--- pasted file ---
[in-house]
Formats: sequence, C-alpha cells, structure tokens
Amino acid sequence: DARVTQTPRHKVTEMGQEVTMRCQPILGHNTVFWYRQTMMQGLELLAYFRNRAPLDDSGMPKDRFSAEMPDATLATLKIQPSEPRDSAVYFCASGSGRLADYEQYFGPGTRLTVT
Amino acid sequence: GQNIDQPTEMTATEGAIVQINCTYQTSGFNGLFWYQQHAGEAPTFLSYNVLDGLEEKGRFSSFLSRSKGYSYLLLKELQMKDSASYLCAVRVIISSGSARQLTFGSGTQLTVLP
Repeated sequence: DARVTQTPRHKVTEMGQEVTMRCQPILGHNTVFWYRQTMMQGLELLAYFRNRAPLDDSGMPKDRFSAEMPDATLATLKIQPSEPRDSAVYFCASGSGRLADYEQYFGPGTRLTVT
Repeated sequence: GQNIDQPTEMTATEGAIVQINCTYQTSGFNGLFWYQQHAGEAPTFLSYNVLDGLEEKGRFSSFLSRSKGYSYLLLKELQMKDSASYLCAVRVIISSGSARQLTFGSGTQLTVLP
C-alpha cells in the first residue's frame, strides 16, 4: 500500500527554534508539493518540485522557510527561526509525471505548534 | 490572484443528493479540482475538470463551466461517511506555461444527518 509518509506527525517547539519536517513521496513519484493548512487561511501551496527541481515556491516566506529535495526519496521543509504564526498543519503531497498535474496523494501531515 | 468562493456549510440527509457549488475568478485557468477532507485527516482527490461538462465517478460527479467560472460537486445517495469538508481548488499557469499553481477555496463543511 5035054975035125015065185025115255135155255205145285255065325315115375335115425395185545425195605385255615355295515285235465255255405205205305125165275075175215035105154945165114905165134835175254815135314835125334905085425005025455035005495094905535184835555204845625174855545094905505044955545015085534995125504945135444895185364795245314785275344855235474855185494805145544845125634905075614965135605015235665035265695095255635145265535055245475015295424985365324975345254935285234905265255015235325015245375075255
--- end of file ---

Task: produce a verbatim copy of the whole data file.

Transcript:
[in-house]
Formats: sequence, C-alpha cells, structure tokens
Amino acid sequence: DARVTQTPRHKVTEMGQEVTMRCQPILGHNTVFWYRQTMMQGLELLAYFRNRAPLDDSGMPKDRFSAEMPDATLATLKIQPSEPRDSAVYFCASGSGRLADYEQYFGPGTRLTVT
Amino acid sequence: GQNIDQPTEMTATEGAIVQINCTYQTSGFNGLFWYQQHAGEAPTFLSYNVLDGLEEKGRFSSFLSRSKGYSYLLLKELQMKDSASYLCAVRVIISSGSARQLTFGSGTQLTVLP
Repeated sequence: DARVTQTPRHKVTEMGQEVTMRCQPILGHNTVFWYRQTMMQGLELLAYFRNRAPLDDSGMPKDRFSAEMPDATLATLKIQPSEPRDSAVYFCASGSGRLADYEQYFGPGTRLTVT
Repeated sequence: GQNIDQPTEMTATEGAIVQINCTYQTSGFNGLFWYQQHAGEAPTFLSYNVLDGLEEKGRFSSFLSRSKGYSYLLLKELQMKDSASYLCAVRVIISSGSARQLTFGSGTQLTVLP
C-alpha cells in the first residue's frame, strides 16, 4: 500500500527554534508539493518540485522557510527561526509525471505548534 | 490572484443528493479540482475538470463551466461517511506555461444527518 509518509506527525517547539519536517513521496513519484493548512487561511501551496527541481515556491516566506529535495526519496521543509504564526498543519503531497498535474496523494501531515 | 468562493456549510440527509457549488475568478485557468477532507485527516482527490461538462465517478460527479467560472460537486445517495469538508481548488499557469499553481477555496463543511 5035054975035125015065185025115255135155255205145285255065325315115375335115425395185545425195605385255615355295515285235465255255405205205305125165275075175215035105154945165114905165134835175254815135314835125334905085425005025455035005495094905535184835555204845625174855545094905505044955545015085534995125504945135444895185364795245314785275344855235474855185494805145544845125634905075614965135605015235665035265695095255635145265535055245475015295424985365324975345254935285234905265255015235325015245375075255